The Math of Mealtime
If you have ever been on a diet, every started a new fitness regimen, done your first “couch to 5K” or started restricting one or more food groups for the sake of getting a six-pack, then you know it doesn’t, ultimately, work. Even those of us who maintain weight loss/muscle gain through any sort of extreme change a) know in the back of our minds that it’s not sustainable without restriction/over exercise and b) start to indulge in thoughts of guilt and shame over things we come to believe are cheats, slip ups, and undeserved days off.
The problem is that we’re looking at weight loss/muscle gain through the lens of aesthetics masquerading as health.
When I wanted to “get healthy” by “eating clean,” I really meant that I wanted to “get thin” and “have a six-pack.” And please don’t pretend that any of you are above conflating healthy with some fitspirational ideal. It’s such a deeply ingrained part of society now, that I think it’s just a natural impulse to feel this way. (In fact, one of my blog’s commenters pointed out how the message in the Eat-Clean Diet books is really all about saggy skin, love handles, and cellulite, not optimal performance and vibrant health, as they claim…)
As early as the 80s, Joan Jacobs Brumberg, the author of Fasting Girls, noted that “a ‘narcissism based on health’ is not essentially different from one based on beauty. In fact, spokespersons for the new credo of female fitness espouse the same principles of vanity, self-sacrifice, and physical and spiritual transformation that characterized the beauty zealots of the early twentieth century. What is different is that compulsive exercising and chronic dieting have been joined as twin obsessions.”
And our culture has been so inculcated with the idea that the only way to lose weight/get healthy/look sexy is to eat less and exercise more, that we can’t even conceptualize any other solution. And because, according to this mindset, a calorie is a calorie, we have to perform a complex mathematical equation every day just to make sure we’re burning more than we eat:
Calories out must be greater than or equal to calories in. Fats contain almost twice the number of calories that carbs contain, so I’ll just eat more carbs. A stick of gum has five calories and celery has negative calories if you chew fast enough. The nutrition label on my box of cereal has a different number of calories from the one on Fitday, so I’ll make up the potential difference by running longer on the treadmill, which will, obviously, accurately report how many calories I’m burning based on the weight I enter on the machine. I’m starving, so I’ll eat less and move more and that will surely take my mind off of how hungry I am.
Brumberg notes that “[h]ow much one runs and how little one eats is the prevailing moral calculus in present-day anorexia nervosa,” but I’d argue that specialization in this form of math–and the feelings of moral superiority that it engenders*–has moved past the small enclave of anorexics who once claimed expertise and into the mental calculators of your average gym goer.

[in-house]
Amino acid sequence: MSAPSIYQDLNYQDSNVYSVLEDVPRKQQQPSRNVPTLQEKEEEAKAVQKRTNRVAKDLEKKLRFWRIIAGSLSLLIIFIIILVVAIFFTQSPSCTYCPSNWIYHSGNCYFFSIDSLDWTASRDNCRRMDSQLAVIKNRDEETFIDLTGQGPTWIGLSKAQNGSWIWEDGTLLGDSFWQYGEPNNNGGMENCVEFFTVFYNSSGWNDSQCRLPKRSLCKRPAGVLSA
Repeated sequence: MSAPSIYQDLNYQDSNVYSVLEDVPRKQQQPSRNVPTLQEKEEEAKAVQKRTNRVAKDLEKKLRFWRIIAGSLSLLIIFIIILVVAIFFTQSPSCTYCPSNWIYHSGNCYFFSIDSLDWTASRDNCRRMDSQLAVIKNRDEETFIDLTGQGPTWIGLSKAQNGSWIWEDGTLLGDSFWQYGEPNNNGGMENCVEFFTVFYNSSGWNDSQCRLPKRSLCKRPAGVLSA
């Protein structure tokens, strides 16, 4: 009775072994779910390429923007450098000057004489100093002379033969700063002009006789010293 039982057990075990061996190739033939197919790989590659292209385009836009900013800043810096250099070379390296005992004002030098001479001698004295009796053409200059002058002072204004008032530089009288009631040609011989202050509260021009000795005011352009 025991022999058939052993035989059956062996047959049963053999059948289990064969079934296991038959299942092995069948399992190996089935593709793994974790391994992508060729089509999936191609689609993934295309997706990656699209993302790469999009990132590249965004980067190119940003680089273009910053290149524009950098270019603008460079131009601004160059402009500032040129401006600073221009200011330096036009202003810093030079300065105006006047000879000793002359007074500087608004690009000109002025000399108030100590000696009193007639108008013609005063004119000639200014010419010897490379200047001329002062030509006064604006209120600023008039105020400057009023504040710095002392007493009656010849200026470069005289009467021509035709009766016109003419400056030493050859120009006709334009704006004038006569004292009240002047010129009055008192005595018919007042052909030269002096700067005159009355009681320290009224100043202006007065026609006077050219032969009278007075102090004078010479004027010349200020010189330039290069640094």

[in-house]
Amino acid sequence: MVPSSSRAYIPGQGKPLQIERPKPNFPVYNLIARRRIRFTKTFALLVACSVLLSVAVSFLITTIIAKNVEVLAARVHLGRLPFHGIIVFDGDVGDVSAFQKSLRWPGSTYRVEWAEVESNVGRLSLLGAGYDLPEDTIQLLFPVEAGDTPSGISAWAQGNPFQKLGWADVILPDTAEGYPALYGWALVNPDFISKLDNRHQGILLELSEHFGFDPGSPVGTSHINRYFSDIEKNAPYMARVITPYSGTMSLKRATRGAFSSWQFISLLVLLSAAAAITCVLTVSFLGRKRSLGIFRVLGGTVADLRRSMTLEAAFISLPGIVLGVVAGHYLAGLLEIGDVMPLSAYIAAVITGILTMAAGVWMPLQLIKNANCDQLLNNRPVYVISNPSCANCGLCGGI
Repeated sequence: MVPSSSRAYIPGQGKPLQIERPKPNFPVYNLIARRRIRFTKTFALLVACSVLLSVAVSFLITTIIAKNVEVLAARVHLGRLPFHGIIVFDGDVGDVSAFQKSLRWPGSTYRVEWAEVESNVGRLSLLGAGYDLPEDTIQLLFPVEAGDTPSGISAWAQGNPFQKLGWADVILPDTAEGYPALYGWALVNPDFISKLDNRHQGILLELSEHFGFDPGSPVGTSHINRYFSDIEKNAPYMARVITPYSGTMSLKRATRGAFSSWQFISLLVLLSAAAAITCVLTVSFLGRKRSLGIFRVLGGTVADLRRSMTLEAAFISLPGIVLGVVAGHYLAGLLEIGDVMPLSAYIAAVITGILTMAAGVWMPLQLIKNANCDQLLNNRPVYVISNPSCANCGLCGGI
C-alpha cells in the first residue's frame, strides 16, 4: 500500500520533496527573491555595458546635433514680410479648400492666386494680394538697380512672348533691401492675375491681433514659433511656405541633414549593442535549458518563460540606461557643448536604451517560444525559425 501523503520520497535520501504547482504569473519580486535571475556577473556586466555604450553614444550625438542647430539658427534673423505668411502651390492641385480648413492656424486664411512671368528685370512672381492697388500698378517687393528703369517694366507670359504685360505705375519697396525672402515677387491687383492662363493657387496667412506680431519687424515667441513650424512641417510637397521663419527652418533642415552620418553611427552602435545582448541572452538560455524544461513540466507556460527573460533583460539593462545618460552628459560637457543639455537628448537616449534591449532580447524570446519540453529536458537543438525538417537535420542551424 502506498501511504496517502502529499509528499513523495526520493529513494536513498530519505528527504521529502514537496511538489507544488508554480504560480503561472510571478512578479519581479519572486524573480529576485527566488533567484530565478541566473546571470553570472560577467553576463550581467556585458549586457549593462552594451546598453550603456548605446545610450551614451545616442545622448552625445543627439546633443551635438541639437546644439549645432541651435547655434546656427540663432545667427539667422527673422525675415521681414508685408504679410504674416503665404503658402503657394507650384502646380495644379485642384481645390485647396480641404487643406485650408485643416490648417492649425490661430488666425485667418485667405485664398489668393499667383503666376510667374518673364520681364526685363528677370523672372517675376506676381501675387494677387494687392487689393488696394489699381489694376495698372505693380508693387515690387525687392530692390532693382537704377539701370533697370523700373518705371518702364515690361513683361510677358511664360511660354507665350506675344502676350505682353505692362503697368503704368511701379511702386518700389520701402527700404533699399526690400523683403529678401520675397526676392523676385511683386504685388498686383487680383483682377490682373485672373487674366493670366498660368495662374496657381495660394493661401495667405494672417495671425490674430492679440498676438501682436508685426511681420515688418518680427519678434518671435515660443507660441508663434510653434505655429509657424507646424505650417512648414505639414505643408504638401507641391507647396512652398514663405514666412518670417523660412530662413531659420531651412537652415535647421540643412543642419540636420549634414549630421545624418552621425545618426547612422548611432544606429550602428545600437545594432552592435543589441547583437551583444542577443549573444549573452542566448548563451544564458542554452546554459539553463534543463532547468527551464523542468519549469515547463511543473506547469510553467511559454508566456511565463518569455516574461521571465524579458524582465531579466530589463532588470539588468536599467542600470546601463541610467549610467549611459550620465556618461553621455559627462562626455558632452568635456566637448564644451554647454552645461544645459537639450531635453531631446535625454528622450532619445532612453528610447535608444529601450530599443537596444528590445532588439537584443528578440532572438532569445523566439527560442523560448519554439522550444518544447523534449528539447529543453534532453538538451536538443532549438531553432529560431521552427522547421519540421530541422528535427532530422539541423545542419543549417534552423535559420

But the fact of the matter is, a calorie is not just a calorie.
A few weeks ago, I wrote about the connection between leptin resistance and exercise addiction, where excessive exercise can actually lead to weight gain. It’s the same thing with calorie counting and restriction.
Calories out can mean that the body starts worrying about starvation and starts holding onto calories in. The wrong calories in can confuse the body into forgetting to let the calories out.
But there’s more to the story. That zero-calorie coke you’re drinking? The artificial sweeteners can contribute to sugar addiction and weight gain.
That marathon you’re running? It could be making you lose the muscle definition you’re working your butt off for in the gym.
We’ve been fed so many lies so often and with such startling earnestness that it’s almost impossible to understand where the falsehoods end and the truths begin. And, like a diabetic in a candy store, we eat up the media’s latest health announcements, experience a brief high, and suffer again from the inevitable crash–which has serious implications for our continued health and wellbeing.
In fact, just check out this infographic from Time.com . I’m going to be honest here: it’s the same crap you’ve already heard: exercise more, eat less. Eat mostly carbs. If you don’t burn more than you eat, you’ll gain weight. Track your calories so you know how much you’re eating.
(On Jimmy Moore’s podcast a few weeks ago, one of the guests said that the best way to make money is to sell a diet solution that actually makes it impossible to reach the goal. It’s really true. Because even if you do manage to live happily through the initial weight loss/muscle gain/body and lifestyle change, you’re going to spend the rest of your life trying to maintain it or regain it after you lose it.)
It’s time for a new paradigm, because the only people benefitting from the current ones are the people who work in the diet, fitness, and fat loss industries.
In my next post, we’ll look at one way of making the shift.
*See: “Obsessed is the word the lazy use to describe the dedicated,” et. al.)